Watson was the father of behaviorism. His now-revered lectures on the subject defined behaviorism as a natural science that takes the whole field of human adjustment as its own. It is the business of behaviorist psychology to predict and control human activity. The field has as its aim to be able, given the stimulus, to predict the response, or seeing the reaction, to know the stimulus that produced it. Watson argued that psychology is as good as its observations: what the organism does or says in the general environment.
Watson identified "laws" of learning, including frequency and recency. Kimble makes it perfectly clear that Watson's behaviorism, while deeply indebted to Ivan Pavlov, went beyond the Russian master in his treatment of cognition, language, and emotion. It becomes clear that Behaviorism is anything but the reductionist caricature it is often made out to be in the critical literature. For that reason alone, the work merits a wide reading.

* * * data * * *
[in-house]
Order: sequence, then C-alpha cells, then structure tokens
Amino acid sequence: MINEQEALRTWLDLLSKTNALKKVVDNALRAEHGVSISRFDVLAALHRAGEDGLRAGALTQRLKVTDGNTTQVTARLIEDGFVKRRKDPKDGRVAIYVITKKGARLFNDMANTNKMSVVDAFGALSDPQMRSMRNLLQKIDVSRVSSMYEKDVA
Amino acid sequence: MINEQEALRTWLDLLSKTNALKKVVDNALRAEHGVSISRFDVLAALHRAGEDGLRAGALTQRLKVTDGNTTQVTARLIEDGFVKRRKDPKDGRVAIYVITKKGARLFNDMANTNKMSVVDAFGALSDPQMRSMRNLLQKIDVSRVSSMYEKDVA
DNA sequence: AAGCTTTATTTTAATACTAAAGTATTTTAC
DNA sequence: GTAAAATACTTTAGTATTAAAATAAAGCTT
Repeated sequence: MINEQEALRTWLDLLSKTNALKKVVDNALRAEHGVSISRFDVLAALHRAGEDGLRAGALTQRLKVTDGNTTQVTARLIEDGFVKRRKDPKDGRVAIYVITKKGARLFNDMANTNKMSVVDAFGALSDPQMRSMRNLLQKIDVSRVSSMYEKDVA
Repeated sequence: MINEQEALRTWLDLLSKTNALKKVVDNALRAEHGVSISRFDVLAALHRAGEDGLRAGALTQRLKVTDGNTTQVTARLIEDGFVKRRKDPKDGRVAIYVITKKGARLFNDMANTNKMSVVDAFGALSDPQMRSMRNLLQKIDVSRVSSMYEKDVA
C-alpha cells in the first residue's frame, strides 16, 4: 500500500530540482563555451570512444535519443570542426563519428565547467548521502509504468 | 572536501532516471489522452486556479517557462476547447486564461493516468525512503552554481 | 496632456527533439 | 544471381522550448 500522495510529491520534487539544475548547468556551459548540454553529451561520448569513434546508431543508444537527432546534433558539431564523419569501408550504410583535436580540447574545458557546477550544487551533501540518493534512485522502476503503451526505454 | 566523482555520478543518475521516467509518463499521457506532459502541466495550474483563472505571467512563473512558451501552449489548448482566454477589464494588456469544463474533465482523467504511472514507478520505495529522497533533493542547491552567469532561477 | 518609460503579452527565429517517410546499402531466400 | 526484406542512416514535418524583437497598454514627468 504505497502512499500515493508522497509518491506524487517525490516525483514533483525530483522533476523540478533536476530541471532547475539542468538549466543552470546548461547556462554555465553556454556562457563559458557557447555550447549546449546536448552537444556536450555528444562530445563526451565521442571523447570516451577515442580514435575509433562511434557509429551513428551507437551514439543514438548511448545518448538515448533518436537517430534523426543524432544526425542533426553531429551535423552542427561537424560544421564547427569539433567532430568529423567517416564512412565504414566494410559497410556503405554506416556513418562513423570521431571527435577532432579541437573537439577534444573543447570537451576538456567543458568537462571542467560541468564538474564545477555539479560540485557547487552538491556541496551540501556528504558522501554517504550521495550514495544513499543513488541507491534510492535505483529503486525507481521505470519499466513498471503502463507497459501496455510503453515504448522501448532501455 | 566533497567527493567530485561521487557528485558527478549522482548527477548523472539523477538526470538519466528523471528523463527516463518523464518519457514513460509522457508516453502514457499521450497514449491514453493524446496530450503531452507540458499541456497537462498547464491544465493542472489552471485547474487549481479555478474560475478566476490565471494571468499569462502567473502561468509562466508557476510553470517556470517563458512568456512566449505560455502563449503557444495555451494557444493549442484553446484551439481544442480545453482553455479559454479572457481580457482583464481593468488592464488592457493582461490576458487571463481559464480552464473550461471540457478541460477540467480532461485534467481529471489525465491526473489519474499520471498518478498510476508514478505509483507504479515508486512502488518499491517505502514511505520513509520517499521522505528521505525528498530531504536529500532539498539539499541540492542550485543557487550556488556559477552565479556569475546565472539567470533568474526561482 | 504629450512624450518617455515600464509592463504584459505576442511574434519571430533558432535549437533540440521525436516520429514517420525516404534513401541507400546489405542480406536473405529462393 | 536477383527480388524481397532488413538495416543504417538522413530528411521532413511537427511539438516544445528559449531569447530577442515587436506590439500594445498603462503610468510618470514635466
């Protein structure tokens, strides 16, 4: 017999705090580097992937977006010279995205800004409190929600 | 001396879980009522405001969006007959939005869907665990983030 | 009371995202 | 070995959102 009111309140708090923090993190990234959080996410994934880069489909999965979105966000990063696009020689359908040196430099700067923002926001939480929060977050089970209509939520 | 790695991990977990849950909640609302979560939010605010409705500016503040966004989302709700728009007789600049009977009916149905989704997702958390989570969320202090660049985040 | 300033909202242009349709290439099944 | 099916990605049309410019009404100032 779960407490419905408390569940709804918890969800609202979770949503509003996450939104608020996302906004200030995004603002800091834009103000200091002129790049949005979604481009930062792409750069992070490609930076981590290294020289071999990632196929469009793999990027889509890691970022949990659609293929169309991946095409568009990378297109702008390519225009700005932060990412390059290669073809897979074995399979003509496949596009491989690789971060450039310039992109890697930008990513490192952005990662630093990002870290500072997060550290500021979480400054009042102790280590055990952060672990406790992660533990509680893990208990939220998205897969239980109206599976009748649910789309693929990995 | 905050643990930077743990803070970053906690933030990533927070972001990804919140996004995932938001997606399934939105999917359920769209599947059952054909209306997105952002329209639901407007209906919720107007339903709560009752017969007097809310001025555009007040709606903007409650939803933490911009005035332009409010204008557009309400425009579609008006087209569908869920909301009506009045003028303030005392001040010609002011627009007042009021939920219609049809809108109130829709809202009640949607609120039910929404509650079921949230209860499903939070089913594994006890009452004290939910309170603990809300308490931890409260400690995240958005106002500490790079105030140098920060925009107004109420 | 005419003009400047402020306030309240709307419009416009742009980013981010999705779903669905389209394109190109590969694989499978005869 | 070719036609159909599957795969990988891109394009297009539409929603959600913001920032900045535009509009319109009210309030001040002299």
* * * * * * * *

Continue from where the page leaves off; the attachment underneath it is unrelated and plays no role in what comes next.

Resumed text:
Behaviorism, as was typical of the psychology of the time, offered a wide array of applications—all of which can be said to fall on the enlightened side of the ledger. At a time of mixed messages, Watson argued against child beating and abuse, for patterns of enlightened techniques of factory management, and for curing the sick and isolating the small cadre of criminals not subject to correction. And anticipating Thomas Szasz, he argued against a doctrine of strictly mental diseases, and for a close scrutiny of behavioral illness and disturbances. Kimble's brilliant introduction to Watson ends with a challenge to subjectivism to provide evidence that Watson's behaviorism cannot explain human actions without introspective notions of the mind. This genuine classic of social science hi our century remains relevant not just for the conduct of psychological research, but for studies in the philosophy of science and the sociology of knowledge.